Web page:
The pandemic is causing people to shift their entertainment habits. The list of activities people can safely engage in for entertainment has dwindled from multitudinous to mostly those that can be done at home. Streaming content providers are benefiting from limited options and Roku (ROKU 2.69%) is one of the prime beneficiaries of that trend. Even after recent declines as part of the stock market sell-off at the end of October, the stock is up over 60% year to date.
The company might report another quarter of fantastic results when it releases its quarterly financial statements on Nov. 5. Investors will be looking to see if the company is continuing to thrive as people stream more content. The answer may not be as straightforward as it may appear.
Accounts and ads matter
There can be no doubt that people are streaming an increasing amount of content. That trend started before the coronavirus pandemic and was exacerbated as people had limited options for entertainment. Roku has benefited substantially from that shift. In its most recently reported quarter, the company reported revenue of $356 million, which was a 42% increase from the year prior. Fueling the increase was the surge of new accounts. The company reported 43 million active accounts in the second quarter, up from 39.8 million accounts in the previous quarter. Moreover, the time spent consuming content via its platform increased 18% from Q1 to Q2.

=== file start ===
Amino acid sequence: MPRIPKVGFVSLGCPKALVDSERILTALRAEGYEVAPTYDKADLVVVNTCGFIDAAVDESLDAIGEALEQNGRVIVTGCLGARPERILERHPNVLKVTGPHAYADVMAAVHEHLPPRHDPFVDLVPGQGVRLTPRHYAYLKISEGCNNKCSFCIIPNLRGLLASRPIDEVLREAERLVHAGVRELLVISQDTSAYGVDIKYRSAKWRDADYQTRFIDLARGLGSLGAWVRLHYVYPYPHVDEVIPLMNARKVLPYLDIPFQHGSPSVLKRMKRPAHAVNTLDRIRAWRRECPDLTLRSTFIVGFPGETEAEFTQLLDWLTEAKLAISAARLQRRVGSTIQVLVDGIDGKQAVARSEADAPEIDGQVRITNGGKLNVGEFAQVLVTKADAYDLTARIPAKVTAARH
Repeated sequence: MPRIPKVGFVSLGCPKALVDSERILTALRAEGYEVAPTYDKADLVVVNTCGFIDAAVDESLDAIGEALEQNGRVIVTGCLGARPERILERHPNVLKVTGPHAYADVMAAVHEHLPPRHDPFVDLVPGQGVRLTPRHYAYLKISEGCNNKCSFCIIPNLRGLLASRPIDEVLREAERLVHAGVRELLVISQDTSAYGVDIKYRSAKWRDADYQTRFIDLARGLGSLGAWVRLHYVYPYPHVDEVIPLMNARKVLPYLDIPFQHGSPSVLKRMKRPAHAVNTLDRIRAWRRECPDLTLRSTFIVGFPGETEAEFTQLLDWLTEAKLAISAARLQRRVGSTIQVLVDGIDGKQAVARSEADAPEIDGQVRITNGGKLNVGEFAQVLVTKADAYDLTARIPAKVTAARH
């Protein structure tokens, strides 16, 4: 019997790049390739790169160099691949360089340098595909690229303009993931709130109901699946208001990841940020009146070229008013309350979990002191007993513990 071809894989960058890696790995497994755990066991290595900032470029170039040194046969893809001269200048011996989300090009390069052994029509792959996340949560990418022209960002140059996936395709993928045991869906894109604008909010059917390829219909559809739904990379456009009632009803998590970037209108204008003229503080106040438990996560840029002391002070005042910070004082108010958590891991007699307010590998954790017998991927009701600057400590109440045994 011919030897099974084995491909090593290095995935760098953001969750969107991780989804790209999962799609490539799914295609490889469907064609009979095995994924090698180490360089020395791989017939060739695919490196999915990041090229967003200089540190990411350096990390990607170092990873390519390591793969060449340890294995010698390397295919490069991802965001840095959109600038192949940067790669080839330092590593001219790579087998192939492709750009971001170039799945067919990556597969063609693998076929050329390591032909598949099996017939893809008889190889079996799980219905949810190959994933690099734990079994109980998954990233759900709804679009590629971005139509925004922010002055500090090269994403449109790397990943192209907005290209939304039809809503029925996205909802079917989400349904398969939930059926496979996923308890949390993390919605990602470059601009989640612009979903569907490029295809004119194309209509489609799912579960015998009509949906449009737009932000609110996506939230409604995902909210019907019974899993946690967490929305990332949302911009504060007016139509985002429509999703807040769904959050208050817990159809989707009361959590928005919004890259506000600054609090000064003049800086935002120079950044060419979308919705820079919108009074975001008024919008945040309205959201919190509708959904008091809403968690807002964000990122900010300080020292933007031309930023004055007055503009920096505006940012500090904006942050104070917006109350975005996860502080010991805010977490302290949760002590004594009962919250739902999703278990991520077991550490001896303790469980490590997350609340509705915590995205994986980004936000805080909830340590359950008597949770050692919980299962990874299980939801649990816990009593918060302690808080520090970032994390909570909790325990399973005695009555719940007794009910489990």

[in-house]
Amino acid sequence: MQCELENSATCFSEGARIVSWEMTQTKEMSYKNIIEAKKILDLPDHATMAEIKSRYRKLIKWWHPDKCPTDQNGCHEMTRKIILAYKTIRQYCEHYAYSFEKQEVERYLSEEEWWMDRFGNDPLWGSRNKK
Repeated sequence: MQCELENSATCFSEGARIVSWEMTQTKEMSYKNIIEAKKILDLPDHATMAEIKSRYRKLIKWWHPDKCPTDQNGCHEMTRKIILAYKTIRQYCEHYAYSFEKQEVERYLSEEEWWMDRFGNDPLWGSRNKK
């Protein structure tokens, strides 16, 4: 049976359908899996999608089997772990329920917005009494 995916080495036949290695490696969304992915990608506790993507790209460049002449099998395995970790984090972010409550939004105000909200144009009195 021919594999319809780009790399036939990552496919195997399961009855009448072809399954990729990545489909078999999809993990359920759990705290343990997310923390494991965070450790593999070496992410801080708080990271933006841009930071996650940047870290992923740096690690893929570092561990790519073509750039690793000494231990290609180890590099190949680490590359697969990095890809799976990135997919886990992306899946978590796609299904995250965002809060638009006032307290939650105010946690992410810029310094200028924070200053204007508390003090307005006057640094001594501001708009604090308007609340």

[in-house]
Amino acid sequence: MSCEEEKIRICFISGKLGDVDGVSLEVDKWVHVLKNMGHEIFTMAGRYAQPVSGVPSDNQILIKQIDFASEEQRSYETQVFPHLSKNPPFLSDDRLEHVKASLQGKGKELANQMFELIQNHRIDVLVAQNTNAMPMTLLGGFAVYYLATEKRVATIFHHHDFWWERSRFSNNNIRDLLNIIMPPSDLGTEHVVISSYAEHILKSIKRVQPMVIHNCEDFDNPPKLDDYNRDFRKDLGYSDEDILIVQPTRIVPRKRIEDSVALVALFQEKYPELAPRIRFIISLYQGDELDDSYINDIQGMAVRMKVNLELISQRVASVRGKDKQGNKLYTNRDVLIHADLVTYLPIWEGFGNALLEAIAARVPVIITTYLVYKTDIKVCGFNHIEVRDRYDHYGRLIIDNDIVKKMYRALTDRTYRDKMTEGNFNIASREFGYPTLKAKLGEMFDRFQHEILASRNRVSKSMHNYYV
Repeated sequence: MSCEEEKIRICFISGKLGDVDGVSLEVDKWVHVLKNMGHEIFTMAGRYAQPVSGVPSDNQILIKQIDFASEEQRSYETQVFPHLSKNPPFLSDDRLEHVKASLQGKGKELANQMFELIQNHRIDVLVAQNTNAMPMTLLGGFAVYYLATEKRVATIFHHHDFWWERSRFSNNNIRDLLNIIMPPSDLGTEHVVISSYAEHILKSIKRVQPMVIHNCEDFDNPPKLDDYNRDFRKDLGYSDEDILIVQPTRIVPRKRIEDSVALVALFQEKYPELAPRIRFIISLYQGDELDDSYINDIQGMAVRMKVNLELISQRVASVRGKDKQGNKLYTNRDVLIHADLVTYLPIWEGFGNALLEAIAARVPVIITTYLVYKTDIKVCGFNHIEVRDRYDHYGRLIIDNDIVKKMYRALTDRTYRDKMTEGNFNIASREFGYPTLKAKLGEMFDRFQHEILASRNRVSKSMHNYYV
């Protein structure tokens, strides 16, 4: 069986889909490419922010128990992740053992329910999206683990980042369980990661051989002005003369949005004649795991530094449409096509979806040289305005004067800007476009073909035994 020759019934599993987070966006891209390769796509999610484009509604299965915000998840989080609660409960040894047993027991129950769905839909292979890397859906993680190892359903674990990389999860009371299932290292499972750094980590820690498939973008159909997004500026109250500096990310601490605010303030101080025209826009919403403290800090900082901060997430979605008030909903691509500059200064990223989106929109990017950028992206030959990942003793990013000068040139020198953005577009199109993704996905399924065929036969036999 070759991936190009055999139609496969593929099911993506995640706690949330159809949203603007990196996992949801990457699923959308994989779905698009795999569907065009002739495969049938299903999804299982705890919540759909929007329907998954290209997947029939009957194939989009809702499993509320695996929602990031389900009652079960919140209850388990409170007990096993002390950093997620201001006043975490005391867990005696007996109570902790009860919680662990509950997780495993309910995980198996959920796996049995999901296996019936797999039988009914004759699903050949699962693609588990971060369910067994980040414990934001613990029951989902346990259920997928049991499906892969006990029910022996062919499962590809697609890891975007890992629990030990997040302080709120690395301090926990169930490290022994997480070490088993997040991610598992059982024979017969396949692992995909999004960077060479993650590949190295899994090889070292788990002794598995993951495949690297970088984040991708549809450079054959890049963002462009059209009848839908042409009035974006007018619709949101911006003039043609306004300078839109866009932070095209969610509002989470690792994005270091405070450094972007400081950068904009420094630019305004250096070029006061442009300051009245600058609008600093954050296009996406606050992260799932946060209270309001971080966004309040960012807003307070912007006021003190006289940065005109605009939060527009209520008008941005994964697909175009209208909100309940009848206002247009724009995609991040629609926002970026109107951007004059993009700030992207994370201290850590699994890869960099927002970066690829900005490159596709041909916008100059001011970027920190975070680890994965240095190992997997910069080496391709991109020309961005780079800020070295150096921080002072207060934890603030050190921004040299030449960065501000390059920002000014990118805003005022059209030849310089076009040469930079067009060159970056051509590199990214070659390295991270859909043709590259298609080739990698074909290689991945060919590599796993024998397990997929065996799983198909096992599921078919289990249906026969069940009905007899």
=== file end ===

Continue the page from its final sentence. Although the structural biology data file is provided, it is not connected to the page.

Given the ongoing push for social distancing, it's likely that when the company reports earnings on Nov. 5, it will reveal high levels of consumer engagement, albeit the rate of increase may not be accelerating as businesses slowly started reopening during the quarter. Still, businesses are reopening at a slow pace, and many entertainment venues are still closed or operating at reduced capacity. That should keep user engagement with Roku devices elevated for the time being.
Additionally, with an uncertain economic environment, it's unknown how advertisers adjusted their spending. If social media company Pinterest is any guide as to advertising sentiment, then Roku should do well. Pinterest, which also relies on advertising revenue, reported fantastic results that exceeded expectations late in October. Additionally, Facebook, and Alphabet, two more companies that rely on advertising for revenue, reported quarterly results at the end of October that reinforced the fact that advertising spend is rebounding.
Roku generates about two-thirds of its revenue from advertising and that revenue provides most of its profit. Less than 6% of total gross profit comes from the sale of its players. Rather, it counts on marketers paying it to show ads to people watching through Roku-enabled devices.
What it could mean for investors
Analysts on Wall Street expect the company to return to revenue growth this quarter. The average revenue estimate is for $366 million, an increase of 40% over the previous year. Earnings per share expectations are for a loss of $0.40, which is almost double the loss of $0.22 a year ago.
The commentary management delivers on the conference call will be crucial. If the company reports quality results in the current quarter but hints at trends going in the opposite direction as COVID-19 cases started to surge, this tech stock's price could fall. If that does happen, it could be a buying opportunity for long term investors, as millions of people are still cutting the cord on cable and switching to streaming content. Roku has set itself up to be a winner in that shift.